Also, YOU MAY CONSULT AN ATTORNEY, INCLUDING ANY FREE LEGAL SERVICES ORGANIZATION IF YOU QUALIFY. You can also go to court without an attorney to get your money back. Bring this notice with you when you go. You are allowed to try to prove to a judge that your money is exempt from collection under CPLR 5222-a, 5239, and 5240. If you do not have a lawyer, the clerk of the court may give you forms to help you prove your account contains exempt money that the creditor cannot collect. The law (CPLR 5239 and 5240) provides a procedure for the determination of a claim for an exemption.

Mandatory Notice Requirements for Judgment Debtors

  • When serving a restraining notice, if no requisite notice has been given to the judgment debtor within the last year, a copy of both the restraining notice and the notice to the debtor must be delivered within four days of the restraining notice's service. (CPLR 5222(d))

  • The notice should be mailed to the debtor's residence. (CPLR 5222(d))

  • If the notice is undeliverable or if the residence address is unknown, it should be sent to the debtor's place of employment or any other known address. (CPLR 5222(d))

  • The notice's primary purpose is to inform debtors about potential exemptions and to encourage them to seek legal advice. (Contact Resource Services, LLC v. Gregory, 10 Misc. 3d 968, 806 N.Y.S.2d 407 (N.Y. City Ct. 2005); Friedman v. Mayerhoff, 156 Misc. 2d 295, 592 N.Y.S.2d 909 (N.Y. City Civ. Ct. 1992))

  • Non-compliance with these requirements can lead to the dismissal of a judgment proceeding. (Chemical Bank v. Flaherty, 121 Misc. 2d 509, 468 N.Y.S.2d 315 (N.Y. City Civ. Ct. 1983))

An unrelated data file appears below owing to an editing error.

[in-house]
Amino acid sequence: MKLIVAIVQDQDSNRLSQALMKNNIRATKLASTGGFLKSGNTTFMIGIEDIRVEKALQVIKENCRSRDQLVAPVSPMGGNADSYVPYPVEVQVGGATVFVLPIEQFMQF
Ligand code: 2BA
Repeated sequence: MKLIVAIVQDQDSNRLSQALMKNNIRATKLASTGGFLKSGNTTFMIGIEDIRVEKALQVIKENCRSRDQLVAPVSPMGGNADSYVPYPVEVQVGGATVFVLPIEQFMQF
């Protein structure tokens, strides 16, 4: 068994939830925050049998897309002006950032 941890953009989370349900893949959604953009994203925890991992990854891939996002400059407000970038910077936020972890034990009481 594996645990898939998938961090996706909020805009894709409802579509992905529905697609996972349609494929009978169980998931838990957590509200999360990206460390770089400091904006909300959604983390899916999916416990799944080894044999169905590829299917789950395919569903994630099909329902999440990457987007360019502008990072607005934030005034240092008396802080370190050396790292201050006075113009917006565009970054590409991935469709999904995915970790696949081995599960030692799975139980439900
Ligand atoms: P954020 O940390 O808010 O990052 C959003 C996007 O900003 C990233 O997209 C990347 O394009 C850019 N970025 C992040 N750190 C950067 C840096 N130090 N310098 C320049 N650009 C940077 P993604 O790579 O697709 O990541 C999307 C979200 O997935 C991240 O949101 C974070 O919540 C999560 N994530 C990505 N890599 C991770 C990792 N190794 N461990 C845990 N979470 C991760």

• Attorneys who fail to comply may be held personally liable. (Banks v. Leef, 120 Misc. 2d 1083, 467 N.Y.S.2d 156 (Sup 1983), order aff'd, 101 A.D.2d 1034, 475 N.Y.S.2d 307 (2d Dep't 1984))

  • As of May 13, 2021, the notice requirement has been extended to include COVID-19 stimulus relief. (CPLR 5222(e), amended effective May 13, 2021)

A graphic showing a fillable PDF and fillable Word form document of an exemption claim form and cover letter to unfreeze bank holds under New York CPLR § 5222-a

NY CPLR § 5222 Case Summaries

1. Validity of Restraining Notices on Judgment Debtors

Restraining notices for judgment debtors were deemed valid concerning a creditor's pursuit of an execution and turnover order, as the closely-held corporation as a debtor was not subject to notice requirements under NY law. Sole officers and shareholders were well-informed of the notice and its constraints, not infringing on due process.

Cordius Trust v. Kummerfeld Associates, Inc., 2009, 658 F.Supp.2d 512.

2. Notice Burden on Judgment Debtor